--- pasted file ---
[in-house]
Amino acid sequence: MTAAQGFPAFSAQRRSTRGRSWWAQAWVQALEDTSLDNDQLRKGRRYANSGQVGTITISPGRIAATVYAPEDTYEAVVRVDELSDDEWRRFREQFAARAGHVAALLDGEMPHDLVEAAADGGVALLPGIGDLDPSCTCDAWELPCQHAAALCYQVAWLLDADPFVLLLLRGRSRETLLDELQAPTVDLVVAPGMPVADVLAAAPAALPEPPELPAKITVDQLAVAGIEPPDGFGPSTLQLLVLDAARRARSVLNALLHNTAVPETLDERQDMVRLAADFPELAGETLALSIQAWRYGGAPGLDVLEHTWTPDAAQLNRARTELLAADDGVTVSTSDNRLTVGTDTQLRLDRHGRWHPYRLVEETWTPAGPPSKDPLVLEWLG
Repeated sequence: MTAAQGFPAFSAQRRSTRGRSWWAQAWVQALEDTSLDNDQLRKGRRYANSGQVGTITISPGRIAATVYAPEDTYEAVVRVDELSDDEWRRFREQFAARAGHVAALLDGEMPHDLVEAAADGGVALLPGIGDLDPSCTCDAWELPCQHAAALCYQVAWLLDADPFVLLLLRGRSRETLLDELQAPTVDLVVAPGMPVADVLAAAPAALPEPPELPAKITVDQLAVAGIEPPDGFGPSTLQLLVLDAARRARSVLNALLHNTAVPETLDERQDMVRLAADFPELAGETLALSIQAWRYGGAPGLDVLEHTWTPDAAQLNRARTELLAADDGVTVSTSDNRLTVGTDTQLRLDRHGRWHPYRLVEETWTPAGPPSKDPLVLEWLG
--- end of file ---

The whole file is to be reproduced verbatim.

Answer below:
[in-house]
Amino acid sequence: MTAAQGFPAFSAQRRSTRGRSWWAQAWVQALEDTSLDNDQLRKGRRYANSGQVGTITISPGRIAATVYAPEDTYEAVVRVDELSDDEWRRFREQFAARAGHVAALLDGEMPHDLVEAAADGGVALLPGIGDLDPSCTCDAWELPCQHAAALCYQVAWLLDADPFVLLLLRGRSRETLLDELQAPTVDLVVAPGMPVADVLAAAPAALPEPPELPAKITVDQLAVAGIEPPDGFGPSTLQLLVLDAARRARSVLNALLHNTAVPETLDERQDMVRLAADFPELAGETLALSIQAWRYGGAPGLDVLEHTWTPDAAQLNRARTELLAADDGVTVSTSDNRLTVGTDTQLRLDRHGRWHPYRLVEETWTPAGPPSKDPLVLEWLG
Repeated sequence: MTAAQGFPAFSAQRRSTRGRSWWAQAWVQALEDTSLDNDQLRKGRRYANSGQVGTITISPGRIAATVYAPEDTYEAVVRVDELSDDEWRRFREQFAARAGHVAALLDGEMPHDLVEAAADGGVALLPGIGDLDPSCTCDAWELPCQHAAALCYQVAWLLDADPFVLLLLRGRSRETLLDELQAPTVDLVVAPGMPVADVLAAAPAALPEPPELPAKITVDQLAVAGIEPPDGFGPSTLQLLVLDAARRARSVLNALLHNTAVPETLDERQDMVRLAADFPELAGETLALSIQAWRYGGAPGLDVLEHTWTPDAAQLNRARTELLAADDGVTVSTSDNRLTVGTDTQLRLDRHGRWHPYRLVEETWTPAGPPSKDPLVLEWLG